To the editor:
It was a pleasure being in Big Valley recently at the Locust Grove Mennonite Church for the meeting on the wind projects under development in Mifflin and Huntingdon counties. I am very encouraged by the possibilities of what these projects can bring to the community. However, I am concerned about the misinformation that is being shared in the area. I'd like to address some statements recently made in another letter. I am speaking for myself, as an industry veteran.
The wind measuring equipment on Stone Mountain indicates that the wind energy is good, better than what National Renewable Energy Laboratories, or NREL, estimates. Please refer to www.nrel.gov/gis/wind.html to see what NREL says about their own data. They go into great detail describing their "estimate" of wind speed and how it is determined. Those maps are just an estimate but are a great overview of a greater area (i.e. U.S. or individual state), which is why we use them in some very preliminary stages. But they are not precise for specific locations. It very much is like comparing a state map to a local tract survey. In both cases, the local survey and single met mast data trump the data on the larger maps. Why? Because in both cases there is real equipment on the ground. It is the difference between estimate and actual.
Why are there no wind turbines in State Game lands? I encourage you to talk with them about that. A Pennsylvania State Game Commissioner told me that it has to do with a door and not the wildlife. Yes, I said a door. Turbine towers have a door on them and because of that door, the Game Commission views them the same as a cabin. Therein lies the problem.
Ground water is a serious issue and it is to be taken seriously. Furthermore, all companies are bound by state, federal and local laws and policies concerning this and other important issues. I take them seriously.
What about health issues concerning turbines? There is no support for claims that there is a wind turbine syndrome. Has the AMA published anything on it? No. In fact, no reputable source has published anything on it. Frankly, if tables were turned and I claimed some great health benefit for living at the base of a turbine (makes you grow taller, lose weight, run faster, live longer, etc.) you would deny it until I could prove it through a reputable source such as the AMA. Therefore I will do the like.
There are no long-term negative property value effects due to wind farms. Every reputable study on it supports this claim. The technical term for near a wind farm is "view shed area," in other words, where you can see the turbines. I personally went to a 5-year-old wind farm in the Midwest and discussed it with multiple real estate agents and appraisers. They laughed at me and said that this concern is nonsense. Even an agent that was not wind friendly told me that the land and homes hold their values and can even increase more than properties outside the view shed area.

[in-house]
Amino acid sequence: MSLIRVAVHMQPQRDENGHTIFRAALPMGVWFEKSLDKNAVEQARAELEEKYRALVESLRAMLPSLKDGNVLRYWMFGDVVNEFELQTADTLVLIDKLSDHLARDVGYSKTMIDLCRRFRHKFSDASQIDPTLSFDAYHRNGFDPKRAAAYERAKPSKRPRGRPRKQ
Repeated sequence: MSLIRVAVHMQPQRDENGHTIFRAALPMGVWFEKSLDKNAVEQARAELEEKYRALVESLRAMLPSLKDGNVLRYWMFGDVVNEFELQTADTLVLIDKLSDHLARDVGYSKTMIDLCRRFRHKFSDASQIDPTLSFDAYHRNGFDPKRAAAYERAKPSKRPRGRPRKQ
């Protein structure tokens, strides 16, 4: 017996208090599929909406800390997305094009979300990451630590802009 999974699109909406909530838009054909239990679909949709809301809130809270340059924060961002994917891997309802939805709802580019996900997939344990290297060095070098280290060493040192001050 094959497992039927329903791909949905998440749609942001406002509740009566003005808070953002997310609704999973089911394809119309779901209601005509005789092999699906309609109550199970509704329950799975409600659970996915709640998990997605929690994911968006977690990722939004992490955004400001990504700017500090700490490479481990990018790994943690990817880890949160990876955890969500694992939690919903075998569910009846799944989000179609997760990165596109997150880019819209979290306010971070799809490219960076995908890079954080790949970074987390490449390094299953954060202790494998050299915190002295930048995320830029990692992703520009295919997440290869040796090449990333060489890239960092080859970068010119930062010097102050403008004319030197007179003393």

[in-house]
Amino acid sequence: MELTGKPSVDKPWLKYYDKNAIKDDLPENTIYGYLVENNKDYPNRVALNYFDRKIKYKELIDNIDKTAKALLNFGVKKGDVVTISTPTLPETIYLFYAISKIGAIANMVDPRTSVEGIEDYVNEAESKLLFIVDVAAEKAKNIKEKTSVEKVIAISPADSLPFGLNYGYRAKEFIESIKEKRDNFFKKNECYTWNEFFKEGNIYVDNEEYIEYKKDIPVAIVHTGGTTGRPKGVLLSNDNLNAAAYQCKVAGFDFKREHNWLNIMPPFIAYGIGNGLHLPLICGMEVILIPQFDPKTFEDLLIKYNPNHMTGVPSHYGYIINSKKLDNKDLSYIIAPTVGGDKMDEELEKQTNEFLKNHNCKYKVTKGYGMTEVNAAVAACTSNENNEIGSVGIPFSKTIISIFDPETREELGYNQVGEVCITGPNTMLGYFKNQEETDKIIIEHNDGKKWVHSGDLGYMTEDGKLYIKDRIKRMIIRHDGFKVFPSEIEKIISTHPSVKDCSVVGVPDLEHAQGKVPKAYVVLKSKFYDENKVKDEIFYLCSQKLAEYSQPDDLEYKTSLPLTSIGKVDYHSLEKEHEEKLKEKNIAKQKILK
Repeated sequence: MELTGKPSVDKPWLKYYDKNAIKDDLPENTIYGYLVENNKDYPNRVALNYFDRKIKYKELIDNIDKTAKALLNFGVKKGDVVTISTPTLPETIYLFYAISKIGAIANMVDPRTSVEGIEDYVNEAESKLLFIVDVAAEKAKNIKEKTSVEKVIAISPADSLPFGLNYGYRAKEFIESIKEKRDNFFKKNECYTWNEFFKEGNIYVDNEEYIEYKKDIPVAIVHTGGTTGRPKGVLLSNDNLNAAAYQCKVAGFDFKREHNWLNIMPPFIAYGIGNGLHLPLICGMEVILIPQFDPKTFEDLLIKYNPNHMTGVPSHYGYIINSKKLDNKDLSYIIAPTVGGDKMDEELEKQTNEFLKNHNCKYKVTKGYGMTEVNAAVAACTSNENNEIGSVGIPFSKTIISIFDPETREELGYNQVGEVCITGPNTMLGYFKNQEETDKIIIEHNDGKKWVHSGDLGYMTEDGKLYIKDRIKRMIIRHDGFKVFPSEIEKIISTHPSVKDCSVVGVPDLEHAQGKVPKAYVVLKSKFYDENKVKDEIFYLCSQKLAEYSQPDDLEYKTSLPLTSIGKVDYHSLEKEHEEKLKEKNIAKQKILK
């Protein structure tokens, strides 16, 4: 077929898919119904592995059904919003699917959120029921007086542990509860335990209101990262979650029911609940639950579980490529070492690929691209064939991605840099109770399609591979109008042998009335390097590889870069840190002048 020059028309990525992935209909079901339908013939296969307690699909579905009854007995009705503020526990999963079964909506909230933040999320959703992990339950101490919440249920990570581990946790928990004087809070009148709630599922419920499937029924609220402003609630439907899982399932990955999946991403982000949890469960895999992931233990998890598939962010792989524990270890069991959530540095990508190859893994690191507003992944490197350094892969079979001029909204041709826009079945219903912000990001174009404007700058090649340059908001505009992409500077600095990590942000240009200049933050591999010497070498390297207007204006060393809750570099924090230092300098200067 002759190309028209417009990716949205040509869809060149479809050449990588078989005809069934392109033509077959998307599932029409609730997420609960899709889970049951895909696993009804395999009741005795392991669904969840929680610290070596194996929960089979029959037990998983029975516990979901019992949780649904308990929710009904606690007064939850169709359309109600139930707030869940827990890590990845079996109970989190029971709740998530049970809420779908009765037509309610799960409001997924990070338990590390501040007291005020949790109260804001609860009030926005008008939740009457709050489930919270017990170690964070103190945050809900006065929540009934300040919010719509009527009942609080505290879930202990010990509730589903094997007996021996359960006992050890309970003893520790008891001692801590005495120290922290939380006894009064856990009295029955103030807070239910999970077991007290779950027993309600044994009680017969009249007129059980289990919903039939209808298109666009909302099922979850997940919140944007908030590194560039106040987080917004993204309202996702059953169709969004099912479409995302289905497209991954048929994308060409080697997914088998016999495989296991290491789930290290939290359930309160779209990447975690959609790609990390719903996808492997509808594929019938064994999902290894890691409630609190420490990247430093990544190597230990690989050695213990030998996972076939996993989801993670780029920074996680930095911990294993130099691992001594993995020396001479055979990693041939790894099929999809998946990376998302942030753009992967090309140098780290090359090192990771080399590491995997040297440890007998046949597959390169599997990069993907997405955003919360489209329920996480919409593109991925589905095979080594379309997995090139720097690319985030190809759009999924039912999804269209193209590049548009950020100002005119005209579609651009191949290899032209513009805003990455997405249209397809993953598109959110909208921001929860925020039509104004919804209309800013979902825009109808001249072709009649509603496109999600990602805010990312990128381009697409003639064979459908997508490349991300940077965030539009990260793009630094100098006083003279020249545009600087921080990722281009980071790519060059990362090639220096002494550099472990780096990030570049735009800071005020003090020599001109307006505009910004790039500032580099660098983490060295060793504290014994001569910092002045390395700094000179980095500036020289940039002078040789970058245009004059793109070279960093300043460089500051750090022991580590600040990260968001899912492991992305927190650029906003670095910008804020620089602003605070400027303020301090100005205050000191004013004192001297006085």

I'll not belabor the production tax credit - PTC - concern. All forms of energy do have incentives. Wind's incentive happens to be in the form of a PTC. Federal incentives are typical for emerging industries; wind is just one of those. The wind PTC has now expired. Yes, projects already qualified are grandfathered in, as you would expect. (If you invested in any company and it qualified for something, you wouldn't want that benefit to magically disappear. That would cause instability. Instability in investments creates a devastating economic scenario.) Yes, the PTC could return but it will likely be short lived, if at all. To a certain degree, good federal policy should create an environment where incentives are used for desired activities and taxes are levied on those needing to diminish. That's why, even after a century, the oil, gas and coal industries still have federal incentives.
There are hundreds of operating wind farms across America, including Pennsylvania. Those projects have had a transforming positive affect on their surrounding communities. The local infrastructure (roads, schools, hospitals, fire, etc) has benefited greatly from the presence of our wind farms. Local residents and businesses have benefited as well, both directly and indirectly. Ultimately the community wins, landowners win, America wins, and the developer wins. Yes, it truly is a win-win.
Readers, as you are considering all the statements being made these days about wind energy, please let reason be your guide. When you hear something, ask yourself two questions: "Why is this being said?" and "Does this even make sense?" I believe common sense will prevail. I look forward to my next visit out to Big Valley.
Wind farm developer
E.ON Climate & Renewables